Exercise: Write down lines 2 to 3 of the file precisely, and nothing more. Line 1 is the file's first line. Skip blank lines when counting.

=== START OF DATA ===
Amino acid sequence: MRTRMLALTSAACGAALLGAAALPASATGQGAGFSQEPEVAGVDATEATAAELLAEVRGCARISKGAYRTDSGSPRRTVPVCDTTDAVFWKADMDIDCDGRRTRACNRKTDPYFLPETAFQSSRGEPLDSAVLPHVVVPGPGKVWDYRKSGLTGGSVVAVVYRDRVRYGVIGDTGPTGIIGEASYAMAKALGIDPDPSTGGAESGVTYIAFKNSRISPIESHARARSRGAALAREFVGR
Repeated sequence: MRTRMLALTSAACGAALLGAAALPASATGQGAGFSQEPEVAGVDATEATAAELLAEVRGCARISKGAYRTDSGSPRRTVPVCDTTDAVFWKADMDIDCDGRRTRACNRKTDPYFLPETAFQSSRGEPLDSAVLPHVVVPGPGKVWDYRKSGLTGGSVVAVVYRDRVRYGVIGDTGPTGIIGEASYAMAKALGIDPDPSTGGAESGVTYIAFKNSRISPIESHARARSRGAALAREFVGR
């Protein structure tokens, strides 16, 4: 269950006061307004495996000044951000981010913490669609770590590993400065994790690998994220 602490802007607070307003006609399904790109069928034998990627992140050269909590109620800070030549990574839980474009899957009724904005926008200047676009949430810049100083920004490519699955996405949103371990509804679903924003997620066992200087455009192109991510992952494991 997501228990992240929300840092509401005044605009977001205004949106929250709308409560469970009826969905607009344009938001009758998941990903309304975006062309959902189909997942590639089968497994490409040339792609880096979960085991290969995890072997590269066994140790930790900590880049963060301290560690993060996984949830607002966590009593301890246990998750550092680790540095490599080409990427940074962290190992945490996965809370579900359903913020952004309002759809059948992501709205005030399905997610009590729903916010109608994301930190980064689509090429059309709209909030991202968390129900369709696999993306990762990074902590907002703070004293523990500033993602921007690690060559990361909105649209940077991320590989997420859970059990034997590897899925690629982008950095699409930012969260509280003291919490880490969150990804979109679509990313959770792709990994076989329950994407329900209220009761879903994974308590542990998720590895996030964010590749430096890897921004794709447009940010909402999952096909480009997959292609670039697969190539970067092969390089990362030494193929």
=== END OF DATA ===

Repeated sequence: MRTRMLALTSAACGAALLGAAALPASATGQGAGFSQEPEVAGVDATEATAAELLAEVRGCARISKGAYRTDSGSPRRTVPVCDTTDAVFWKADMDIDCDGRRTRACNRKTDPYFLPETAFQSSRGEPLDSAVLPHVVVPGPGKVWDYRKSGLTGGSVVAVVYRDRVRYGVIGDTGPTGIIGEASYAMAKALGIDPDPSTGGAESGVTYIAFKNSRISPIESHARARSRGAALAREFVGR
């Protein structure tokens, strides 16, 4: 269950006061307004495996000044951000981010913490669609770590590993400065994790690998994220 602490802007607070307003006609399904790109069928034998990627992140050269909590109620800070030549990574839980474009899957009724904005926008200047676009949430810049100083920004490519699955996405949103371990509804679903924003997620066992200087455009192109991510992952494991 997501228990992240929300840092509401005044605009977001205004949106929250709308409560469970009826969905607009344009938001009758998941990903309304975006062309959902189909997942590639089968497994490409040339792609880096979960085991290969995890072997590269066994140790930790900590880049963060301290560690993060996984949830607002966590009593301890246990998750550092680790540095490599080409990427940074962290190992945490996965809370579900359903913020952004309002759809059948992501709205005030399905997610009590729903916010109608994301930190980064689509090429059309709209909030991202968390129900369709696999993306990762990074902590907002703070004293523990500033993602921007690690060559990361909105649209940077991320590989997420859970059990034997590897899925690629982008950095699409930012969260509280003291919490880490969150990804979109679509990313959770792709990994076989329950994407329900209220009761879903994974308590542990998720590895996030964010590749430096890897921004794709447009940010909402999952096909480009997959292609670039697969190539970067092969390089990362030494193929």